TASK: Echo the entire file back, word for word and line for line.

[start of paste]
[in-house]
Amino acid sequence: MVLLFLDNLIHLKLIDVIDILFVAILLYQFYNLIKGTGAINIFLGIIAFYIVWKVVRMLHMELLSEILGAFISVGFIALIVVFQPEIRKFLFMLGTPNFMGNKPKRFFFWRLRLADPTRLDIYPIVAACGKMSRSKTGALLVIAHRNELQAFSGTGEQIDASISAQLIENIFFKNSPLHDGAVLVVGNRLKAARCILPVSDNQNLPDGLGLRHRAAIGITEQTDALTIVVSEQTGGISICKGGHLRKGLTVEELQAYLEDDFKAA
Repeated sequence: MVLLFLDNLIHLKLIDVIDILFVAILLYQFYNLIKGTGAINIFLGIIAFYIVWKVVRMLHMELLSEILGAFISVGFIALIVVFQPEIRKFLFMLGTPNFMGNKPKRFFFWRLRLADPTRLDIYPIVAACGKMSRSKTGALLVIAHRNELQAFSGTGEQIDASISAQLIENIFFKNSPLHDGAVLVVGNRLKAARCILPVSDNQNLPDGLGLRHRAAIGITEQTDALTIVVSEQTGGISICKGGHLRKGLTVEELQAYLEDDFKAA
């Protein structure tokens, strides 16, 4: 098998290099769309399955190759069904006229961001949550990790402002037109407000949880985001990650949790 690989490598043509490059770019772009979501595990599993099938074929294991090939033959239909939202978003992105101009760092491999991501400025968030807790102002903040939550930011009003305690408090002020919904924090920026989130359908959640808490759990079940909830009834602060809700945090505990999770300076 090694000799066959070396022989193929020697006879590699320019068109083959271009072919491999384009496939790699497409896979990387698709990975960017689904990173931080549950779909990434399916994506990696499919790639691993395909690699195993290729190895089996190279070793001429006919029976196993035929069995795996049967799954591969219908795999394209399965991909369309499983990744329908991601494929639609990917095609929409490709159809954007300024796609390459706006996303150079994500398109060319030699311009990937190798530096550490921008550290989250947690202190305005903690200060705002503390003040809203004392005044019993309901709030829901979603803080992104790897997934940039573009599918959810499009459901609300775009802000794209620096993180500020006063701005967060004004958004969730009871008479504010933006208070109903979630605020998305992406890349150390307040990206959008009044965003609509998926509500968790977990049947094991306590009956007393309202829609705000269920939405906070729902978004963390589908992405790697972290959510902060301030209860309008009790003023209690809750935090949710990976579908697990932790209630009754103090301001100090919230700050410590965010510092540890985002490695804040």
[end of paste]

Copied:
[in-house]
Amino acid sequence: MVLLFLDNLIHLKLIDVIDILFVAILLYQFYNLIKGTGAINIFLGIIAFYIVWKVVRMLHMELLSEILGAFISVGFIALIVVFQPEIRKFLFMLGTPNFMGNKPKRFFFWRLRLADPTRLDIYPIVAACGKMSRSKTGALLVIAHRNELQAFSGTGEQIDASISAQLIENIFFKNSPLHDGAVLVVGNRLKAARCILPVSDNQNLPDGLGLRHRAAIGITEQTDALTIVVSEQTGGISICKGGHLRKGLTVEELQAYLEDDFKAA
Repeated sequence: MVLLFLDNLIHLKLIDVIDILFVAILLYQFYNLIKGTGAINIFLGIIAFYIVWKVVRMLHMELLSEILGAFISVGFIALIVVFQPEIRKFLFMLGTPNFMGNKPKRFFFWRLRLADPTRLDIYPIVAACGKMSRSKTGALLVIAHRNELQAFSGTGEQIDASISAQLIENIFFKNSPLHDGAVLVVGNRLKAARCILPVSDNQNLPDGLGLRHRAAIGITEQTDALTIVVSEQTGGISICKGGHLRKGLTVEELQAYLEDDFKAA
């Protein structure tokens, strides 16, 4: 098998290099769309399955190759069904006229961001949550990790402002037109407000949880985001990650949790 690989490598043509490059770019772009979501595990599993099938074929294991090939033959239909939202978003992105101009760092491999991501400025968030807790102002903040939550930011009003305690408090002020919904924090920026989130359908959640808490759990079940909830009834602060809700945090505990999770300076 090694000799066959070396022989193929020697006879590699320019068109083959271009072919491999384009496939790699497409896979990387698709990975960017689904990173931080549950779909990434399916994506990696499919790639691993395909690699195993290729190895089996190279070793001429006919029976196993035929069995795996049967799954591969219908795999394209399965991909369309499983990744329908991601494929639609990917095609929409490709159809954007300024796609390459706006996303150079994500398109060319030699311009990937190798530096550490921008550290989250947690202190305005903690200060705002503390003040809203004392005044019993309901709030829901979603803080992104790897997934940039573009599918959810499009459901609300775009802000794209620096993180500020006063701005967060004004958004969730009871008479504010933006208070109903979630605020998305992406890349150390307040990206959008009044965003609509998926509500968790977990049947094991306590009956007393309202829609705000269920939405906070729902978004963390589908992405790697972290959510902060301030209860309008009790003023209690809750935090949710990976579908697990932790209630009754103090301001100090919230700050410590965010510092540890985002490695804040």